Peter’s questions: “Lord, where are you going?”


I wrote three monologues about Peter, one of Christ’s apostles, in which I tried to humanize him and show how he might have felt about the events surrounding the last days before Christ’s crucifixion. I did it without realizing that I would be asked to perform these at Communion service in our church (no one was willing to tackle all the memorization involved!). This happened yesterday, once in the morning, and once in the evening.

Some people asked me to make the monologues available, so I am posting them here, starting today:

“Lord, where are you going?”

Growing up in the home of a fisherman like I did was always an adventure. For one thing, we didn’t we ever follow a schedule. The tide was our king so when it changed we were on the move; if the fish got scarce, we scattered, only to camp out somewhere and wait what appeared to be endless hours for that great catch… which sometimes was so great, it never came.

Moving at a fast pace, pausing, hurrying up again were as common to me as eating “Matza” during Passover, so when I decided to follow this Jewish Rabi who was claiming to be the Messiah, I knew exactly what I was signing up for – lots of strenuous journeys up and down the barren hills of Palestine, little sleep, food on the fly, and not much solitude. But I was ready for the challenge.

And for three and a half years I followed this man who had divine powers but never seemed to like to tell us what was next on his agenda. As soon as we got settled into a village, he was on the move again – a friend was ill, and he had to go and heal him; a sudden wedding invitation and he would haul all of us into the home of a person we had never met before. Such was, then, the life of a Messiah-follower – always on the move, not settling anywhere, and never complaining about the pace.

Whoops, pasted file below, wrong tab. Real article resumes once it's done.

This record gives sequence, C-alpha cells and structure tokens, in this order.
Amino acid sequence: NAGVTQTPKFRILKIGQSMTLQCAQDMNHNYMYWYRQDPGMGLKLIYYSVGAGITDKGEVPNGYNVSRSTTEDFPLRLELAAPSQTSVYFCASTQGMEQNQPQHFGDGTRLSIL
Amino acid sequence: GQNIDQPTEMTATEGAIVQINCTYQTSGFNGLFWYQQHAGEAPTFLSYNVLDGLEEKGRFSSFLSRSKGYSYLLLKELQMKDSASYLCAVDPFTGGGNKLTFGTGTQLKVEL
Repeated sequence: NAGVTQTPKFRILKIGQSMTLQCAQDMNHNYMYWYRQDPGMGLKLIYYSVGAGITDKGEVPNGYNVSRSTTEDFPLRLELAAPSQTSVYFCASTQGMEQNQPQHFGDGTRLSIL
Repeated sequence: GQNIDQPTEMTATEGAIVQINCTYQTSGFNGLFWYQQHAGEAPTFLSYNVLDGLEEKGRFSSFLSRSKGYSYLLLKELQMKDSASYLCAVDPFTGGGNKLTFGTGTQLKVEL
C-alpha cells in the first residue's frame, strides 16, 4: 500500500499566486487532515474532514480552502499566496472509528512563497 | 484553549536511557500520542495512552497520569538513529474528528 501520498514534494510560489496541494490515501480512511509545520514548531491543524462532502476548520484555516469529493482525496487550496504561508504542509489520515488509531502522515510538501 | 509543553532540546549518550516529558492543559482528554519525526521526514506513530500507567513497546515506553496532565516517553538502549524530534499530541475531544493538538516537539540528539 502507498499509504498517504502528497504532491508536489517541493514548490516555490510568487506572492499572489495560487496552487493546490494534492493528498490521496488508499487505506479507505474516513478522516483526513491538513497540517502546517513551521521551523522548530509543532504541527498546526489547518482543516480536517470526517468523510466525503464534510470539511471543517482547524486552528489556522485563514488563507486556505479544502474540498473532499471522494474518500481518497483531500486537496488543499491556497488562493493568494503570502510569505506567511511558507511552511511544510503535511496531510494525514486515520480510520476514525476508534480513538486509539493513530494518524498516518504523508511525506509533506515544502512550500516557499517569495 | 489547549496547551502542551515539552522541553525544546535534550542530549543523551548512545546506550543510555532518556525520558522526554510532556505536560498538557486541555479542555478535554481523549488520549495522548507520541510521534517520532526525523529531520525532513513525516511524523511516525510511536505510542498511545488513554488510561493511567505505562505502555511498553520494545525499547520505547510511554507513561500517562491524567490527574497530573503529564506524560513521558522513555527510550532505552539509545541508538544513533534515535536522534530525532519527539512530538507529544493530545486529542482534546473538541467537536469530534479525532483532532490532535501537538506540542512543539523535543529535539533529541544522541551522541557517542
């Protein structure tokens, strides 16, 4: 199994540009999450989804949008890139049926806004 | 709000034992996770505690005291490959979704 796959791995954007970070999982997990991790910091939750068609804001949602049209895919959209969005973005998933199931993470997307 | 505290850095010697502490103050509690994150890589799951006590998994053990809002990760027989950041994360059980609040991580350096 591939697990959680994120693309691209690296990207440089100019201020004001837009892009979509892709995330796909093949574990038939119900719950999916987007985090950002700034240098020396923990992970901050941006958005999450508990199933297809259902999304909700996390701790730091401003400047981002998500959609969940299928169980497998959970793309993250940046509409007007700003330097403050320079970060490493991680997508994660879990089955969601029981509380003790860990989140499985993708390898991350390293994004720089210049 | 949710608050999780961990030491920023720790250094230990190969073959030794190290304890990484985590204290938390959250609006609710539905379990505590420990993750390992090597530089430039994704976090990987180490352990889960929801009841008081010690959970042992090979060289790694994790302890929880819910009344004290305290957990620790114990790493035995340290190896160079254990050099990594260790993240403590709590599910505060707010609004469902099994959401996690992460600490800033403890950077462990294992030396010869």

Oh for sure, some of the guys who were not used to physical activity, did try to complain, but I always reminded them that they were there by choice, plus they always had the option of dropping out. Matthew, who was used to just sitting outside the city gates collecting money, was so out of shape that he often lagged behind. We started joking with him that we were going to tax him since he was always the last one to get anywhere…  Matthew wasn’t laughing, especially when we made a human chair with our arms and invited him to sit on his old tax collector’s seat, and we would say, “Hail to the old publican!”

You may laugh, but we had to come up with stuff like that to entertain ourselves – the pace was so brutal and the food tentative at best. I must have lost twenty kilos just in my first year following him. Jesus was a king on the move. He was the master tide-changer and we, mere humans, had to keep up with him. I lost count of how many times we walked the countryside from Galilee to Judea, from Judea to Galilee, but I was taking everything in stride. I was, after all, a tough old fisherman; nothing could phase me.